Sound business principles, when it comes to player salaries, have never been the trademark of most franchise owners in the National Basketball Association. Owners often make unproved rookies instant millionaires; give huge no-interest loans to favorite stars; and have been known (at the drop of a rebound) to occasionally put a fringe player into the same financial bracket as a corporate executive.
Into this mad world four years ago parachuted Norman Sonju, who was given carte blanche in the team's day-to-day operation by the owners of the Dallas Mavericks, a freshly minted expansion franchise. In return for a $12 million league entry fee, the Mavericks were given the right to draft one player from a list of three submitted by each of the 23 existing NBA teams.
What General Manager Sonju got for his trouble were mostly rejects, malcontents, clubhouse lawyers, hand-me-downs, and a few young players whose futures had yet to be determined. But Norman did go out and get himself one of the best pro coaches around in Dick Motta, who had won a world championship with the Washington Bullets during the 1977-78 season.
Between them they decided not to mortgage the team's future by relying on veterans who would never get much better, but to build primarily through the league's college player draft. Sonju and Motta also proved very successful at stockpiling future first- and second-round draft choices, acquired by trading many of their veterans. For example, Dallas has five firsts and four seconds in the next two NBA drafts, including the first-round picks of the Cleveland Cavaliers in 1984 and 1985.
What makes Cleveland's picks so attractive is that the Cavaliers are usually a last-place club. Since teams draft in the reverse order of their standings each year, the Mavericks can probably look forward to getting two of the best college players in the country.
Getting back to Dallas's first year in the league, the Mavericks didn't win many games (only 15 of 82), but they did accomplish something that no other NBA expansion franchise has ever done before. They made money!
In fact, they have made a profit all three years they have been in the league and undoubtedly will again this season.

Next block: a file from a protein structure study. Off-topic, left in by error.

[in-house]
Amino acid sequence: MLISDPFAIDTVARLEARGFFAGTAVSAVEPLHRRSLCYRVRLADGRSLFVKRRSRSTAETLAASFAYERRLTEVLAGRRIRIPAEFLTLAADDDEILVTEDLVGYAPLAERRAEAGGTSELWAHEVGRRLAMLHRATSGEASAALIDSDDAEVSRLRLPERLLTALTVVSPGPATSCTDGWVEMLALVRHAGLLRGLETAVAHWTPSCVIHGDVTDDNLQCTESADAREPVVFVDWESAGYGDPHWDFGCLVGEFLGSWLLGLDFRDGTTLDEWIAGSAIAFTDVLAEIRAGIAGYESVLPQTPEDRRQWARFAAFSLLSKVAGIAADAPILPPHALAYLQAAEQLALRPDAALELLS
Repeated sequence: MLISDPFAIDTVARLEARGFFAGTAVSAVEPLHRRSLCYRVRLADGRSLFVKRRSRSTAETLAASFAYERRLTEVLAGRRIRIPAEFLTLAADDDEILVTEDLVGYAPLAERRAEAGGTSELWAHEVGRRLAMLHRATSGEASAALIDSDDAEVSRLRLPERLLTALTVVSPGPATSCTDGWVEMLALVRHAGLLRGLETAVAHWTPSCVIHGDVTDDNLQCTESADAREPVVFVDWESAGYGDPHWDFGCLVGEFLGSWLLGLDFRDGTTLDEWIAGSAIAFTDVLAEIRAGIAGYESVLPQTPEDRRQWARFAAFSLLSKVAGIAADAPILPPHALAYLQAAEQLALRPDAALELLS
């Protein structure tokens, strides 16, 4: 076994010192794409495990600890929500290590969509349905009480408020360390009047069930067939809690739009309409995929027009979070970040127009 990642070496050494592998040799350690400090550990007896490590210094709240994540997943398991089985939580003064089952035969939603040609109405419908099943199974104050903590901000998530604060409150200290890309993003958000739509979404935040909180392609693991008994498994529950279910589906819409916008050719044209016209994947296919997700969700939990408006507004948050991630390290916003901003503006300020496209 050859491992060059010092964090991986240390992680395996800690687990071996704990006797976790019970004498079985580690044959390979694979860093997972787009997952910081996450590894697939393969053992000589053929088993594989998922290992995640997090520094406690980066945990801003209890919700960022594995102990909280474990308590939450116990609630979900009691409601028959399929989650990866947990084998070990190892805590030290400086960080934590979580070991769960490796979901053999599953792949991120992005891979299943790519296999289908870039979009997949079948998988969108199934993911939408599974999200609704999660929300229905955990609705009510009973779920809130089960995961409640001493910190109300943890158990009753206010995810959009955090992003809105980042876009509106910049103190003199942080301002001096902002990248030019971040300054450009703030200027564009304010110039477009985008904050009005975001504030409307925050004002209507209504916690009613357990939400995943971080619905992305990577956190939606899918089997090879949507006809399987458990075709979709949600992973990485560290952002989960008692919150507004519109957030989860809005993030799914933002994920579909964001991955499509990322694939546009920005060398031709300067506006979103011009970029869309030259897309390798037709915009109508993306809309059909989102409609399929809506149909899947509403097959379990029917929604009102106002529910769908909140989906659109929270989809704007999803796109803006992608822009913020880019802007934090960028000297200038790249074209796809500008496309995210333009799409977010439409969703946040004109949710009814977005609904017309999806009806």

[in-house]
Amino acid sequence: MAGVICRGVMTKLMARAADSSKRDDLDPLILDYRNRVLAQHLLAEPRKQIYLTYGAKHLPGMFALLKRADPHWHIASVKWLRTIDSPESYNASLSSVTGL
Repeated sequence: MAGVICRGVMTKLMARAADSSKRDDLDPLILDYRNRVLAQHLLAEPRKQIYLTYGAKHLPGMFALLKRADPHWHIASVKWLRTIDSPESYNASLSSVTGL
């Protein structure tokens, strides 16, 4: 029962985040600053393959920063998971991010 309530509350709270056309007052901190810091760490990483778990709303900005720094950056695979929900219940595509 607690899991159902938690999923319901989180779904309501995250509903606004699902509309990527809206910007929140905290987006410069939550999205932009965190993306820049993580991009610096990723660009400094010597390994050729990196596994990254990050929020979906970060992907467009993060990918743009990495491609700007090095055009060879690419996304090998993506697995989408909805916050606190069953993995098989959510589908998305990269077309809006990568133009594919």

Sonju, who seemed to know instinctively that the public doesn't like to be fooled or taken advantage of, was also very careful at the Mavericks' birth not to oversell the team to Dallas fans.
''When we first presented the idea of a professional basketball franchise to the people of Dallas, we wanted to be open and honest about our projections and our overall plans,'' Norman explained. ''This way the community had the option to either embrace or reject our model. Fortunately most of them chose to be part of what we were building.
''During our first three seasons, which I considered our expansion period, most people gave us the benefit of the doubt when we traded veterans for future draft picks,'' he went on to say. ''They seemed to know what we were trying to accomplish.
''It helped of course when we won 28 games our second year and 38 last season. But it is important that we continue to improve on the court, because eventually we've got to give these people a team that can make the playoffs.''
With the exception of the center position, the Mavericks are extremely well balanced for a fourth year franchise and might even have an outside chance of qualifying for this year's playoffs under the league's new 16-team format.
The team's flashiest player is 6 ft. 6 in. forward Mark Aguirre, who made significant improvement in both scoring and rebounding last year. In just his second season, he finished as the league's sixth leading scorer with a 24.4 average, a clip he's carried over to the current campaign. Mark still plays a little out of control sometimes, but he's learning to blend his talents more and more with such other fine, young players as 6-6 guard Rolando Blackman and 6-7 rookie forward Dale Ellis, the Mavericks' top draft choice.
Ellis was twice named the Southeastern Conference's Player of the Year during a college career at Tennessee. Motta says Dale is an outstanding rebounder for his size. And because he's such a good shooter and selects his shots so carefully, the Mavericks plan to run more plays designed to get him the ball.
Dallas's chief weakness is at center. It isn't that starter Pat Cummings, doesn't play hard and well. The problem is that Cummings is a 6-9 converted forward (some say he's smaller than that), who simply can't handle the size of Moses Malone, Robert Parish, Artis Gilmore, etc., on a nightly basis.
Asked to what lengths the Mavericks had gone to trade for an established NBA center during the off-season, Motta never really answered the question. Instead he said that Dallas was not the kind of organization that would pay someone like Malone more than $1 million a year, even if that kind of super talent were available.
''What we have to hope is that one of the big centers coming out of next year's college draft can help us, and that he lasts long enough for us to get a crack at him,'' Dick said. ''My feeling is that this is going to be a very tough year for us to improve because two teams that we won 10 games against last season (Dallas beat San Diego and Houston five times apiece) are so much better this year.
''In fact, I'd be willing to settle right now for the 38 wins we had in 1982- 83,'' he continued. ''Of course if we could somehow win 70 or 80 percent of our home games, we might be able to make the playoffs. But I'm afraid that we're going to have our problems winning on the road.''